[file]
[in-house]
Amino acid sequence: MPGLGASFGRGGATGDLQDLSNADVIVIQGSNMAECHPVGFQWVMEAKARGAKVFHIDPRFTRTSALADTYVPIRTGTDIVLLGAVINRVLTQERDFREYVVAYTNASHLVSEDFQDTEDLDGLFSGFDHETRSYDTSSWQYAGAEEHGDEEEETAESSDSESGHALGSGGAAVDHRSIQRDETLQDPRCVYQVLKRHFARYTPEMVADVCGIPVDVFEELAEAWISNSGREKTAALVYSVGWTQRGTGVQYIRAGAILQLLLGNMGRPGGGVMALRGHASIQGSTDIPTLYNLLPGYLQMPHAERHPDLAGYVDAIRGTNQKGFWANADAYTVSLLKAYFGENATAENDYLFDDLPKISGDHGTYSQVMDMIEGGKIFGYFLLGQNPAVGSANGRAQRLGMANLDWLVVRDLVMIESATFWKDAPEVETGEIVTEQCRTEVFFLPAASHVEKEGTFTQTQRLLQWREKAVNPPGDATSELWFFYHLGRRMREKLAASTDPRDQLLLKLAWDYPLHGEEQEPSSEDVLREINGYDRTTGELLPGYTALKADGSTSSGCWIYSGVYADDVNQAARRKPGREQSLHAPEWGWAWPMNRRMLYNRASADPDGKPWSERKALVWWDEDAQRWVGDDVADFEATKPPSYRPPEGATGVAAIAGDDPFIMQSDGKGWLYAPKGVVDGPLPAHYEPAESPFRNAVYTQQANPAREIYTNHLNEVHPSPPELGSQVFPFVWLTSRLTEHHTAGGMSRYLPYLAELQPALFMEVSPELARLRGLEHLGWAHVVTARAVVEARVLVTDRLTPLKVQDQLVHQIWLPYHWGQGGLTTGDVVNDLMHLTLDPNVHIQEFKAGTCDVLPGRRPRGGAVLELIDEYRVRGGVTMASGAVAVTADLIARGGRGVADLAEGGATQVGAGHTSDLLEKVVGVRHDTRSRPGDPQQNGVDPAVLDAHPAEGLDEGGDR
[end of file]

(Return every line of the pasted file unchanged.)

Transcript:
[in-house]
Amino acid sequence: MPGLGASFGRGGATGDLQDLSNADVIVIQGSNMAECHPVGFQWVMEAKARGAKVFHIDPRFTRTSALADTYVPIRTGTDIVLLGAVINRVLTQERDFREYVVAYTNASHLVSEDFQDTEDLDGLFSGFDHETRSYDTSSWQYAGAEEHGDEEEETAESSDSESGHALGSGGAAVDHRSIQRDETLQDPRCVYQVLKRHFARYTPEMVADVCGIPVDVFEELAEAWISNSGREKTAALVYSVGWTQRGTGVQYIRAGAILQLLLGNMGRPGGGVMALRGHASIQGSTDIPTLYNLLPGYLQMPHAERHPDLAGYVDAIRGTNQKGFWANADAYTVSLLKAYFGENATAENDYLFDDLPKISGDHGTYSQVMDMIEGGKIFGYFLLGQNPAVGSANGRAQRLGMANLDWLVVRDLVMIESATFWKDAPEVETGEIVTEQCRTEVFFLPAASHVEKEGTFTQTQRLLQWREKAVNPPGDATSELWFFYHLGRRMREKLAASTDPRDQLLLKLAWDYPLHGEEQEPSSEDVLREINGYDRTTGELLPGYTALKADGSTSSGCWIYSGVYADDVNQAARRKPGREQSLHAPEWGWAWPMNRRMLYNRASADPDGKPWSERKALVWWDEDAQRWVGDDVADFEATKPPSYRPPEGATGVAAIAGDDPFIMQSDGKGWLYAPKGVVDGPLPAHYEPAESPFRNAVYTQQANPAREIYTNHLNEVHPSPPELGSQVFPFVWLTSRLTEHHTAGGMSRYLPYLAELQPALFMEVSPELARLRGLEHLGWAHVVTARAVVEARVLVTDRLTPLKVQDQLVHQIWLPYHWGQGGLTTGDVVNDLMHLTLDPNVHIQEFKAGTCDVLPGRRPRGGAVLELIDEYRVRGGVTMASGAVAVTADLIARGGRGVADLAEGGATQVGAGHTSDLLEKVVGVRHDTRSRPGDPQQNGVDPAVLDAHPAEGLDEGGDR